Sean: I guess it haunts me more than witnessing the massacre in the Yemen film. That doesn’t haunt me, it leaves me saddened – seeing people die and losing their loved ones is horrific, I kind of hide behind the camera there also. In prison I was more shaken by the cries of people being beaten and then being befriended by the same guys who were doling out the punishment. They treated me well but I could not understand or accept the way they treated their own and the unbelievable instruments used in torture, including electricity. I befriended my chief interrogators as a way to protect myself but I never knew what new info they would find on me or whether I was really going to get out until I did, so it made a week a rather long time. I want to do a re-creation of it as a drama but when I sit down to write it something stops me going there. I do wake up thinking of incarceration a lot, I don’t like crowds or tight spaces any-more. I feel a little more prone to panic attacks and don’t like being blindfolded; to have the sense of sight taken away is terrifying. I really don’t know how those brave Syrians do it.
Jude: How are the Syrians you befriended during your time in Damascus?
Sean: Some of my friends are still in Syria and others now live in Lebanon. The family I am filming now live in Beirut, where they feel lots safer and where I can visit to film them.
Jude: Are you tempted to go to Homs, where the government are assassinating scores of people as we speak?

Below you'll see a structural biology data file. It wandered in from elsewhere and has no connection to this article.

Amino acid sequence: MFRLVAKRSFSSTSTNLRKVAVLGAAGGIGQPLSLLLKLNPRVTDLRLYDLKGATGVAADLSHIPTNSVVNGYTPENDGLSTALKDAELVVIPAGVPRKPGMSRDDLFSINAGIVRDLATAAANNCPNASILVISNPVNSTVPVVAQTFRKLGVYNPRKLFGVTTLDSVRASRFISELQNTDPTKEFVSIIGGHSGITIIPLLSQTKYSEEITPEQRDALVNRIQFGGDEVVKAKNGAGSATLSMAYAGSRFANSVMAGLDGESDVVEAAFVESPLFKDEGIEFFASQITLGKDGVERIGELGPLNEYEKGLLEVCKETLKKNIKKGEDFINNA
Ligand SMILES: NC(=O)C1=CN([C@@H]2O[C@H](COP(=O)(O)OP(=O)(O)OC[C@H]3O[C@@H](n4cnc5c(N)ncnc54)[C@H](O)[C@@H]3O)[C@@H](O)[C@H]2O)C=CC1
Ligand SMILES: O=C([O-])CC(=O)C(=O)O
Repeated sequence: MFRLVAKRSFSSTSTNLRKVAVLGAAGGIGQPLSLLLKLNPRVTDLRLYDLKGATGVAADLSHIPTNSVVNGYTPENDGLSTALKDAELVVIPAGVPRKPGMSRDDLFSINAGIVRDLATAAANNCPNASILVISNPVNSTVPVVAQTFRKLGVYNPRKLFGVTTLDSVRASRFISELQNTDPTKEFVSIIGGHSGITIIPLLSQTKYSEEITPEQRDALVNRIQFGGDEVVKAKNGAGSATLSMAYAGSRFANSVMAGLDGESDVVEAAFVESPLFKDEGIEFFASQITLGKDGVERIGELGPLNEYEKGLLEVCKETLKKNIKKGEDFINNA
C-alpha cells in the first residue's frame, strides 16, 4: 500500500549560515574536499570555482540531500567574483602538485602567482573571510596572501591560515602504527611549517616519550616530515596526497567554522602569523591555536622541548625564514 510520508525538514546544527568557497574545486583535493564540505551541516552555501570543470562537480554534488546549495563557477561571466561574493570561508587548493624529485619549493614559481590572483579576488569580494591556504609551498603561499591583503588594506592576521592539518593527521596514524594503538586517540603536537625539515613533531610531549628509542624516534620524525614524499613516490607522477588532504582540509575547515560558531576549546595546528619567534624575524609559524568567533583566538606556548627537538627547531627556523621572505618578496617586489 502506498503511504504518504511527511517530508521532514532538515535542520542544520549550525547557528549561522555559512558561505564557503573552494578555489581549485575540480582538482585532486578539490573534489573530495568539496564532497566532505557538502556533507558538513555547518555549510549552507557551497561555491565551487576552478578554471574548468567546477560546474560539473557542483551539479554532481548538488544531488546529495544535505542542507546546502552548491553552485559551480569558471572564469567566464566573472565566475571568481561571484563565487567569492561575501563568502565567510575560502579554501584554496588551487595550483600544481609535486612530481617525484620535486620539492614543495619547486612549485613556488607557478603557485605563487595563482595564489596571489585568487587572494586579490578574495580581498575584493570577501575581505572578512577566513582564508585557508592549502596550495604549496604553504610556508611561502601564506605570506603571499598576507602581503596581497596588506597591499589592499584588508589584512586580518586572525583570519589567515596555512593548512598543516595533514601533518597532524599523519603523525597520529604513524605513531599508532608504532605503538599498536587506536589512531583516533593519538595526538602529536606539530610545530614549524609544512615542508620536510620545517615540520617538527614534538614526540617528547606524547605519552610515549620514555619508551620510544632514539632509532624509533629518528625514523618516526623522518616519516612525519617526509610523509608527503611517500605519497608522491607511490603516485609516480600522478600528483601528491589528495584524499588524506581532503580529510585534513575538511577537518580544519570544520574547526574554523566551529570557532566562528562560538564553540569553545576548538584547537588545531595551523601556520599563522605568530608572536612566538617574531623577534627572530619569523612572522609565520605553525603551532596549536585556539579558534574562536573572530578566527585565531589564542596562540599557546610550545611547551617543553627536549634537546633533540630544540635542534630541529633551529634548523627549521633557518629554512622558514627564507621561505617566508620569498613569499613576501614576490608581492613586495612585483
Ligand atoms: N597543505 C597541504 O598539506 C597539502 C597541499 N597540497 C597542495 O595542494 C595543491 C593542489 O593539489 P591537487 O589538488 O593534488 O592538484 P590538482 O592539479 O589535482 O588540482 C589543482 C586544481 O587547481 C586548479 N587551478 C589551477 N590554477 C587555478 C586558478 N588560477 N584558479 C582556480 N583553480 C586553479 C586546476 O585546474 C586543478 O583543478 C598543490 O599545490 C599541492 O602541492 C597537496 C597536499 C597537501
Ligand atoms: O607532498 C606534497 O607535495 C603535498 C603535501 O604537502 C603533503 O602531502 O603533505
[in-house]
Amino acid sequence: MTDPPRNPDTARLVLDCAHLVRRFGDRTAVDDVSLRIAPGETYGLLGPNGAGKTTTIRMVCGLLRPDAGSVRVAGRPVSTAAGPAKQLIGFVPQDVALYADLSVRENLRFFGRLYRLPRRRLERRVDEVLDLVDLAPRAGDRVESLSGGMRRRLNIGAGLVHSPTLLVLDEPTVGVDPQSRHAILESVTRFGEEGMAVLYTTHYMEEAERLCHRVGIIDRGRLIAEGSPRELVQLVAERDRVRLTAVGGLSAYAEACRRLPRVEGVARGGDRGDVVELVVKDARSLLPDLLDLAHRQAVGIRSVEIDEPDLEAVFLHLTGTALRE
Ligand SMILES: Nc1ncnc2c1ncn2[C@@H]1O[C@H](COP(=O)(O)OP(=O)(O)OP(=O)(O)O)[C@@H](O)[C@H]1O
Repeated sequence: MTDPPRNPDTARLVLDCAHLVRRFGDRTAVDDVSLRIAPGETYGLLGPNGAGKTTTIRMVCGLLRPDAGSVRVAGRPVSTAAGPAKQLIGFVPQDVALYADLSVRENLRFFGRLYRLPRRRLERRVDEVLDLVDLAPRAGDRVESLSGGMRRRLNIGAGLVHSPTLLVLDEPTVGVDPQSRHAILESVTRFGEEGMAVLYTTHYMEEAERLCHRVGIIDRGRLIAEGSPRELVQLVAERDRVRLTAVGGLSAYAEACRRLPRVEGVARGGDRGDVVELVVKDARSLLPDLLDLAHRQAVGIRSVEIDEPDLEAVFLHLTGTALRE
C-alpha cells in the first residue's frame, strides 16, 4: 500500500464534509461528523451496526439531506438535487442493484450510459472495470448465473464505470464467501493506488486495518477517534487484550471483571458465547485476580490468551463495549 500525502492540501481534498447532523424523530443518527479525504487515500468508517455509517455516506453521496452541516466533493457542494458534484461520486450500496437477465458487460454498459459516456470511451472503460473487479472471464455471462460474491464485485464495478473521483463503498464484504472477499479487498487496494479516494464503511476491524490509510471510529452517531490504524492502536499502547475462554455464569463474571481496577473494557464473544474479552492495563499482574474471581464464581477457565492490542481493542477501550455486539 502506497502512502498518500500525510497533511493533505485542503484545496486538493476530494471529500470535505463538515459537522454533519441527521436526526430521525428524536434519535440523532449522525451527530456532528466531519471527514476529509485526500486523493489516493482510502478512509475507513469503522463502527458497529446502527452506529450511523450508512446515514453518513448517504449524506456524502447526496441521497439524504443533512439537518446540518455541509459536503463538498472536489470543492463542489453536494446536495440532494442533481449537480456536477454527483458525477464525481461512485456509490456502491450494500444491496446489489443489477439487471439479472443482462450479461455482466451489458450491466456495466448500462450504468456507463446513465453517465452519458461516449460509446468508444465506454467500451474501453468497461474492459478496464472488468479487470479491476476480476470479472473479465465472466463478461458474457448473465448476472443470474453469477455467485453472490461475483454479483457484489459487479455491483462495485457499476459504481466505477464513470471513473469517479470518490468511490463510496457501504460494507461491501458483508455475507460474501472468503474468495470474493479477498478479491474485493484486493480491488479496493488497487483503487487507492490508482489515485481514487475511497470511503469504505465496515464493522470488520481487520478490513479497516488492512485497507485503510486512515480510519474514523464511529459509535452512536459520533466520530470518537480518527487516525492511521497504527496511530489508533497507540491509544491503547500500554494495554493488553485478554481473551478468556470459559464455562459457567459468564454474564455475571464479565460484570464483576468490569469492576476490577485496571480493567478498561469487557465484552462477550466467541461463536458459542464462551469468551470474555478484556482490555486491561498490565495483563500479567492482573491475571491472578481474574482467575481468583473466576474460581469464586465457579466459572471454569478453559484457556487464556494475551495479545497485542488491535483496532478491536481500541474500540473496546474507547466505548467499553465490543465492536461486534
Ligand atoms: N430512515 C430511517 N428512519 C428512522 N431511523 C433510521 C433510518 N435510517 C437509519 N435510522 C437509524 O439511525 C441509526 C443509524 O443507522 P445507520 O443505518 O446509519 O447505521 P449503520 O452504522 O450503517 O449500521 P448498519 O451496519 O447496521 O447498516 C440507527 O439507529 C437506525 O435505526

Sean: I was in Homs before I left Syria but this was before it became a blood bath massacred town, it was known as the heartbeat of the revolution when I visited, where the protests were happening in a carnival-like atmosphere daily and nightly. The government used the idea of foreign fighters in the country as an excuse to make this disgusting attack.
Jude: Do you think Homs is going to be looked back on in years to come as Srebrenica is now?
Sean: Yes or like Hama was viewed in the 80s – a place where a whole town was encircled and bombed-to-bits killing a reported 30,000 people – I can’t believe in this media age that we can stand by and allow it to happen in Homs. Well we already have I guess.
Jude: How long after visiting Yemen did you meet Kais?
Sean: He met me from the airport, I fell straight into his lap. It felt like the long road that started in Dubai in 2008 was finally coming to a close; the journey had meant something. My films are so fundamentally about character that there can be a revolution anywhere but without Kais or Naoki or Samir or Kev I have no film. In Dubai I watched the economy collapse, it was a great story but I had no character through which to tell it. So I don’t think I was waiting for a revolution but it certainly helped with Kais, it gave my smaller ‘character framed film’ a larger, more global framework, hence its place at Berlin film festival I believe.
Jude: Once the revolution got under way, were all the normal services open? Could you just go to a bank and draw money out for food or did you have to carry cash with you everywhere?
Sean: ATMs worked OK in Yemen funnily enough but not in Syria, there was a blockade put on all money transfers as part of the western sanctions, so I needed to carry bundles of cash around, which is fine in dictatorships as they are usually crime free, like Japan!
Jude: One of your quotes has always stuck with me, “The best way to get permission is not to ask for it.” In the hospital scenes in Yemen: Reluctant Revolutionary, did you not ask for permission to film in the hospital, did you just walk in? How did you get access?